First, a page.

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The above answers are only partially correct. The Visigoths, otherwise known as the Eastern Goths (as opposed to the Ostrogoths, or Western Goths) were a peaceful farming people who lived in Germany near the Rhine River, the border of the Roman Empire. They maintained a peaceful co-existence with the Romans and Visigothic warriors fought in the Roman army at times. This situation continued until 376 C.E. when the Visigoths were forced from their homeland by the onslaught of the Huns. The Visigoths then asked and received permission to enter the Roman Empire. Upon crossing the Rhine, they were mercilessly victimized by greedy Roman merchants and furnished only meager food supplies, much of which was rotton when it arrived. In desperation, they ultimately revolted. The Eastern Roman Emperor, Valens, led an army against them planning to subdue them. He had planned on assistance from the Western Emperor and his nephew, Valentian. Valentian's army did not arrive, however, and Valen's army was defeated at the battle of Adrianople. Valens was wounded and carried to a nearby farm house. A group of Visigothic warriors, not knowing that the Emperor was inside, set fire to the house, and he died in the flames.
The Visigothic presence in the Empire continued to grow, but was not always turbulent, in fact Visigothic generals often fought in the Roman army against the Huns or other Germanic tribes. The Empire itself, however was soon divided by civil war and competing claimants to the imperial throne. At this point, most Roman generals were Visigoths. In 476 C.E., Orestes, a Roman claimant had his son, Romulus II Augustulus crowned Emperor, even though his son was a feeble minded teenager. Rather than see this charade continue, a Visigothic General, Odoacher, had Orestes killed, forced Romulus to abdicate, and sent the royal robe and crown to Constantinople with a letter informing the Emperor there that he was now the sole Roman Emperor. This action in 476 is considered the end of the Western Roman Empire, one hundred years after the Visigoths first crossed the Rhine.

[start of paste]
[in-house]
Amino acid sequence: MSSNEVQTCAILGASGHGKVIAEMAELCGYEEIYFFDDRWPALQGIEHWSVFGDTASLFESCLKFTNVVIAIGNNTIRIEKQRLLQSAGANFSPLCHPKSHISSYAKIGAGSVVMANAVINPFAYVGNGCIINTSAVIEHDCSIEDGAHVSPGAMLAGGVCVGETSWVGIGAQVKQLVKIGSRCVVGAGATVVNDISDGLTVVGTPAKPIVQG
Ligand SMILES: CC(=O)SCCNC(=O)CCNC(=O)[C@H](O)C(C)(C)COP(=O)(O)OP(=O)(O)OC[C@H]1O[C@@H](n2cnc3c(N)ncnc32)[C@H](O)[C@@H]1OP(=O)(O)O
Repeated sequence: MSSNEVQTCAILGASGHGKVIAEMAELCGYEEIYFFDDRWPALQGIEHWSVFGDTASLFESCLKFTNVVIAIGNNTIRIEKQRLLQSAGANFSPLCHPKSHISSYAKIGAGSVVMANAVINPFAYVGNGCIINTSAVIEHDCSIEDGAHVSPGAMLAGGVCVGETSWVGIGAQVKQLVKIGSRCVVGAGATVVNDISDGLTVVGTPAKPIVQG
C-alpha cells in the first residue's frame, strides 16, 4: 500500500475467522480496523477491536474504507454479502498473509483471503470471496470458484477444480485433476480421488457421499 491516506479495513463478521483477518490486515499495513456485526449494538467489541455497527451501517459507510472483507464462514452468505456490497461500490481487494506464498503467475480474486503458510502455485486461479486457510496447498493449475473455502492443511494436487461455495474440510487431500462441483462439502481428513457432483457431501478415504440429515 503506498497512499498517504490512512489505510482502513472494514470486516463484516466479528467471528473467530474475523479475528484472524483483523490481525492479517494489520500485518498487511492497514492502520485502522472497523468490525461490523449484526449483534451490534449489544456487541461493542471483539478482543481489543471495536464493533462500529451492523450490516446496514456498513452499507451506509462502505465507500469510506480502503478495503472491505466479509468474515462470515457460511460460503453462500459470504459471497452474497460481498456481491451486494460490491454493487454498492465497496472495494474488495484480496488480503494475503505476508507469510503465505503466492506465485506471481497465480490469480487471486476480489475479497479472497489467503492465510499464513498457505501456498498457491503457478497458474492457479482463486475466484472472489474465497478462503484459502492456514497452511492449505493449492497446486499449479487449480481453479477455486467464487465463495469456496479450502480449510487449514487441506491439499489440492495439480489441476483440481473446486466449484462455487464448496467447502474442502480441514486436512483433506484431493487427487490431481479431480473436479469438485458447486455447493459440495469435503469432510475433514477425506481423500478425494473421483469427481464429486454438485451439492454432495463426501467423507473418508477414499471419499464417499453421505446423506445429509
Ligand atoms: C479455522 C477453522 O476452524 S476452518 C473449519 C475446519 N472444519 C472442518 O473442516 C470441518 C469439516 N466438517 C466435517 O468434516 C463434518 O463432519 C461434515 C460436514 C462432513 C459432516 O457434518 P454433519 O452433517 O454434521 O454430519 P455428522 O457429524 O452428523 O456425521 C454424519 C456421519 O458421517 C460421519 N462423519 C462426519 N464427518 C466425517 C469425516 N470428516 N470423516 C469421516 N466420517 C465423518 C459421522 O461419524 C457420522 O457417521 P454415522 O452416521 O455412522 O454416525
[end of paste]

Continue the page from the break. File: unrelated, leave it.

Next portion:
In 382, Theodosius, Roman ruler at the time, under a treaty made the Visigoths the first independent barbarian nation within the Roman Empire. Visigoths allied with Rome in 394, and Alaric I led the Visigoths in the Roman army against the Huns. Theodosius, before his death, spilt the empire between his sons Honorius and Acradius. The empire was now permanently split into eastern and western empires. In 395, when Theodosius died, the Visigoths relinquished their allegiance with Rome.
If you narrow it down, the visgoths were an East Germanic tribe during 268 A.D. Little is known about them. This Germanic tribe and their closely related "friend" the Ostrogoths created the largest Germanic barbaric group in Early Europe.
The visgoths were once driven out of their homeland by the Romans. But later, after taking refuge in the North of Rome. They made a deadly attack centered at Rome. Now, you must understand that by that time, Rome was already corrupt, wars were bruing inside the once great empire. So when the visgoths saw this, they took advantage and attacked. The vigoths devestated the empire and took many provinces. But they had been defeated. They then retreated to Dacia, a Roman province (which they had conquered a month ago), and established an empire there, which remained untouched until 376.
Tables turned in 376, the visgoths asked the Roman empire to grant them permission to move down south. The request was granted, but when the Roman emperor Valen started ruling, he refused to let the visgoths keep their settelment. When famine struck, the emperor could not deliver the promised supplies. The visgoths, who were peacefull for over 100 years, made a devestating revolt headed at the Roman empire. They once again devestated the empire and also the death of the vicious, traitor emperor.
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